When I approached Angel and Becky about my next dining experience that I wanted to share with my readers, I was concerned because the restaurant was not located in Wilson County. But when I explained that the owner and chef, Tully Wilson, had Wilson County roots along with a surname that helped the cause, they readily approved.
Tully’s Bistro is located just north of Wilson County in Hartsville, Tennessee. It is situated in one of the oldest homes in Trousdale County, a beautiful “salt-box style” two-story home constructed of solid wood cedar logs. The house dates all the way back to the late 1700’s. The Wilson family purchased the house in May 2006, and after a major restoration that lasted just under one full year, Tully’s Bistro opened for business.
It truly is worth the trip to Tully’s if only to experience the charm and history of this magnifi cent home. And visitors will certainly feel right at home. When I arrived, I was greeted by Tully’s mother, ‘KK’, and I had the great pleasure of having a wonderful conversation with another sweet lady everyone referred to as ‘Mommer’, who as it turns out is Tully’s grandmother. As I sat at my table, a lady came through one of the many entrances to the restaurant to ask what the dress code is, stating that her husband was embarrassed to come in wearing overalls.
Without hesitating, Mommer stated emphatically, “Overalls were good enough to build and restore this house, and overalls are good enough to dine here.” And though the restaurant DOES abide by Mommer’s very liberal dress code, most visitors to Tully’s dress much more apropos to the beautiful surroundings inside. From white tablecloths, to fine china, to a beautiful Murano chandelier imported from the famed glass-blowing island situated a short boat ride from Venice, Tully’s is a unique combination of fine dining with a wonderful down-home feel.
Though the running of the restaurant does take a total team effort, make no mistake about who is in charge … Executive Chef Tully Wilson. Chef Tully came from humble “culinary” beginnings which includes helping to start Lebanon High School’s culinary program. While a student there, he quickly rose up the culinary ladder after graduating from the prestigious Culinary Institute of America in New York City in 2004. And after stops at Universal Orlando, Walt Disney World and Clipper Cruise Lines, Chef Tully fulfilled his dream of owning his own restaurant when he opened his Bistro in Hartsville. Just being around Tully and his restaurant for a couple hours made one thing very clear: this man NEVER slows down. Between taking the time to talk to me and pose for pictures, he intermittently would head back to the kitchen to create another wonderful dish for me or one of the other patrons. And he must have taken three different calls from people wanting him to cater a special event. He would spout off the top of his head the specific menu that he recommended for each caller, no two menus being exactly the same (and he did this all without writing one thing down)!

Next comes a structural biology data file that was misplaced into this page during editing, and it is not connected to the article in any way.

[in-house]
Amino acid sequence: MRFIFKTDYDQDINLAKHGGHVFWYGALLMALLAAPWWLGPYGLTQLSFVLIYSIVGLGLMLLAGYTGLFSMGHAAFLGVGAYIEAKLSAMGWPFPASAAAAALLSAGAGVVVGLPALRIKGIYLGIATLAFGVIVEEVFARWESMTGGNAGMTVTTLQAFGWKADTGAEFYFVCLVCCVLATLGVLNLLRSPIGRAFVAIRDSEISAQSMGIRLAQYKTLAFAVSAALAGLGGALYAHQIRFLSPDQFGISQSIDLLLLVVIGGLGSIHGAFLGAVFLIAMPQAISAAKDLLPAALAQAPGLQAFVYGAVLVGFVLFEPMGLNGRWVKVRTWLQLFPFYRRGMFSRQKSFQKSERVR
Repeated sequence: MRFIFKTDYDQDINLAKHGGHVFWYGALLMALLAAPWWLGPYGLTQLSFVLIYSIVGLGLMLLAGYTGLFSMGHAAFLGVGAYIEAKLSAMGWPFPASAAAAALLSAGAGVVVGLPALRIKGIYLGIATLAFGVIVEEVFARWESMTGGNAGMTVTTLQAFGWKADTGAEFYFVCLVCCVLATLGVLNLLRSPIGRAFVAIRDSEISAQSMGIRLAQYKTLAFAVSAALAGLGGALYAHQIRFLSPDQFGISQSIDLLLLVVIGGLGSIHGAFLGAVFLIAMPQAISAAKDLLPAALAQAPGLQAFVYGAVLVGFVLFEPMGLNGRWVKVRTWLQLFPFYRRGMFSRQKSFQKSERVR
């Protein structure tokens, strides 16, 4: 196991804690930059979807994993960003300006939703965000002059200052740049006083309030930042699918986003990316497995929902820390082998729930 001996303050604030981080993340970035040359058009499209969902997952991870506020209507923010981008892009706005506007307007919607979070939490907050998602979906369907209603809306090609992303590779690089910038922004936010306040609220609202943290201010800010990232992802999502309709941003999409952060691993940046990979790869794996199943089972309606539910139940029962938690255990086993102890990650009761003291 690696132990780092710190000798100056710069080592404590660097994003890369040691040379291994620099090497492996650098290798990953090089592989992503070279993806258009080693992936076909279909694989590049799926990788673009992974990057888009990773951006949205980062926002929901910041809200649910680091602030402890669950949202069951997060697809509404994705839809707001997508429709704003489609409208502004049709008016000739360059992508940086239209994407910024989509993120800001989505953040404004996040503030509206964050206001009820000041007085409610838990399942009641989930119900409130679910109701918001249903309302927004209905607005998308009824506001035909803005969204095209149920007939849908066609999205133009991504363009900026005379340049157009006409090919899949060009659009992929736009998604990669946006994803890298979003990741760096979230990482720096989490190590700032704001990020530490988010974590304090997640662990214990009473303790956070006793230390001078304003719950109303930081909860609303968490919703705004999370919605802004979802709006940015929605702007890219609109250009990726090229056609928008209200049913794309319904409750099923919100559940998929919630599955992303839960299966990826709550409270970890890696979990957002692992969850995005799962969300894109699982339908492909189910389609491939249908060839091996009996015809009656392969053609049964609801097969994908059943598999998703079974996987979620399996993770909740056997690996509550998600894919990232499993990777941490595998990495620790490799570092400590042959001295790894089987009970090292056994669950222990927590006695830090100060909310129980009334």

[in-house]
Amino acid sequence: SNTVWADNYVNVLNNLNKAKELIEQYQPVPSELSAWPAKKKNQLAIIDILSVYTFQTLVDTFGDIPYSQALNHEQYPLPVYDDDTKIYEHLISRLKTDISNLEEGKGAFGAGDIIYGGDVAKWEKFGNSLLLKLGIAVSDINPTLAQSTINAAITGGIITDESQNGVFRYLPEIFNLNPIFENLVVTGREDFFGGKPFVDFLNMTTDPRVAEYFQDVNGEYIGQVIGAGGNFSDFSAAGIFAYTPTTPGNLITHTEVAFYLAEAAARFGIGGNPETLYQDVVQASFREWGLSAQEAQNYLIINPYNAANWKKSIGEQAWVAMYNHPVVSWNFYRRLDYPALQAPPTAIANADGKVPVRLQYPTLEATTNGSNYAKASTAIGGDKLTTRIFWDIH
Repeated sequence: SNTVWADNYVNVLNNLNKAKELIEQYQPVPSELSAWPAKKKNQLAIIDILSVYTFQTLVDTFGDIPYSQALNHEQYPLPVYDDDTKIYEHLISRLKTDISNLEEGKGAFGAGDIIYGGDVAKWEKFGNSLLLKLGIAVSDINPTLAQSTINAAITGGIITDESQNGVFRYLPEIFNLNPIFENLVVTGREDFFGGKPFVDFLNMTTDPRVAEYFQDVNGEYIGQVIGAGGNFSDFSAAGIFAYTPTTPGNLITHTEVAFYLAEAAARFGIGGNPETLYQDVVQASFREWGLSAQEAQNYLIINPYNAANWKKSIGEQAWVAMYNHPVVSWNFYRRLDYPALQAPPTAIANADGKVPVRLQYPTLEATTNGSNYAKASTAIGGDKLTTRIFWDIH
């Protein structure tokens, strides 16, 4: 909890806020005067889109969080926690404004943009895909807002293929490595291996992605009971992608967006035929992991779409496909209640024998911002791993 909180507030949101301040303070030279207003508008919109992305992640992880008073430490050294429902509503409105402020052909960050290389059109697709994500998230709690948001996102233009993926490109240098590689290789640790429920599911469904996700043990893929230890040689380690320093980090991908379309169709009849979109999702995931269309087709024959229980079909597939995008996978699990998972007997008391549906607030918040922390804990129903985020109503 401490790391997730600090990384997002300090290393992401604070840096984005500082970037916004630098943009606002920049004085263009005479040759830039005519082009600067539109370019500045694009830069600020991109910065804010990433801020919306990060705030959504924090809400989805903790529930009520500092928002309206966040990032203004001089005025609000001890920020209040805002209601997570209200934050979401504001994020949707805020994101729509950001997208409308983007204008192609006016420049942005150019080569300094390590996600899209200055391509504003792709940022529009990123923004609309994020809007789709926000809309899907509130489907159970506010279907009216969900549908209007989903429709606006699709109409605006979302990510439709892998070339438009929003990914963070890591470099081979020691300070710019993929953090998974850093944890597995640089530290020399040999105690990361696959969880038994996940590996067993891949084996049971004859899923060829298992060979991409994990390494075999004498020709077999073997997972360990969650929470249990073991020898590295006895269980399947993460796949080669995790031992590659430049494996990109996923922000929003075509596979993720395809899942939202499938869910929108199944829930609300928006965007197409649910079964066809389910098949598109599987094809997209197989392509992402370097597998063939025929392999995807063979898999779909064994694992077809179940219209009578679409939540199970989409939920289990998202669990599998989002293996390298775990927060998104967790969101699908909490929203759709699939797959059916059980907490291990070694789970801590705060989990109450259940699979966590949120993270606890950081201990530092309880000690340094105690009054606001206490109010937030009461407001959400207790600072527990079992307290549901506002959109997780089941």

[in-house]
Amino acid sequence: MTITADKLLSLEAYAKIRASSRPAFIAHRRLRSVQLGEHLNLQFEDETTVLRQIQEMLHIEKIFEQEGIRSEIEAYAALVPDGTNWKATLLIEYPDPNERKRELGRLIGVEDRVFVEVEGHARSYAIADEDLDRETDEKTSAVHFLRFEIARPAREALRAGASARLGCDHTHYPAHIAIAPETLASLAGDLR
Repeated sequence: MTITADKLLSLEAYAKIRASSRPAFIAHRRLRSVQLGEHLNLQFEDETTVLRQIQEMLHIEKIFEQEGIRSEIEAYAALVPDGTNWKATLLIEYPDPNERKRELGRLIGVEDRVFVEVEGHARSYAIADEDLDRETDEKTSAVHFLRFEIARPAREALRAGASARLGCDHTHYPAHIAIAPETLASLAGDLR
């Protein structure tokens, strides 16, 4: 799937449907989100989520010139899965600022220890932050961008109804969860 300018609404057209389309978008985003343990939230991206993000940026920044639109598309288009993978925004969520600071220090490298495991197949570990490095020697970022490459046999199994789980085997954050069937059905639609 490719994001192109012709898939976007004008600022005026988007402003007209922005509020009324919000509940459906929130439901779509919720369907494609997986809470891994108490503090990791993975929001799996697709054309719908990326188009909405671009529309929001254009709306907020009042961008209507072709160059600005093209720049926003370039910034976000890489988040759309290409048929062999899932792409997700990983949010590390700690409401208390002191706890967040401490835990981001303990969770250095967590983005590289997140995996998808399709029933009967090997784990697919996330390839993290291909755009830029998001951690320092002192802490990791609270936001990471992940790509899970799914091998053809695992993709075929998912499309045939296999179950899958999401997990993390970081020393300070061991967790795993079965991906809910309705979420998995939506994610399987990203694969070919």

I have saved the best for last – the food. To just call it food seems almost an insult to the wonderful dishes Chef Tully creates. I started with a cup of the best French onion soup I have ever tasted. Most French onion soups are just way too salty, not Tully’s. The secret he said is that he makes his own stock for all his soups. His imagination showed in his next offering to me. I am not much of a salad fan, but he brought a salad that was adorned with mandarin oranges, craisins, and little pieces of candied pecans. Now here is where he separates himself from all others – the dressing was homemade eggnog dressing, and it was out of this world. I took a couple of bites, and then passed it on to let my photographer, Donna Neely, sample it. Needless to say, I never got it back. She said it was probably the best salad she had ever eaten. Another unique dressing Tully has is pumpkin dressing. Mommer served me some of this dressing to try without a salad in addition to a big plate of Tully’s fresh-cut sweet potato fries. And I promise you, these are the best sweet potato fries you will ever taste, and that’s without the dressing. With the dressing, it is indescribably good. They then served a plate of the “lunch special” for that day. It was a big, thick slice of city ham with what Tully calls his apple pie glaze, which consists of whole grain white wine, Dijon mustard, brown sugar and apple pie liquor. And yes, it tasted as good as it sounds. I wanted to try one of his many wonderful sounding chicken dishes. There is Merlot, Florentine, Creole, and of course Southern Fried to name a few. Tully made me his famous Sicilian Chicken, which is a grilled breast topped with a sun-dried tomato basil cream sauce. Donna and I left no evidence of that dish’s existence. (this time, I did the bulk of the damage)!
One dessert Tully’s is famous for is his Chocolate Eruption – ’nuff said. But the one I had the pleasure of trying was his unique and creative version of bread pudding. He bakes it, cubes it, then lightly deep-fries it. Then he tosses it in cinnamon and sugar and serves it over vanilla ice cream with a little apple pie liquor drizzled over for good measure.
If you have never made the short drive over to Tully’s Bistro located on 333 Broadway in Hartsville, please do yourself (or your loved ones) a very big favor and go. If you HAVE been there, but it has been awhile, then you really need to go back because Tully takes pride in changing his menu depending on what items are in season and are the very freshest that he can find. Tully’s is open for lunch and dinner Monday through Saturday. And when you go, please tell Mommer that Dr. John says “Hey”!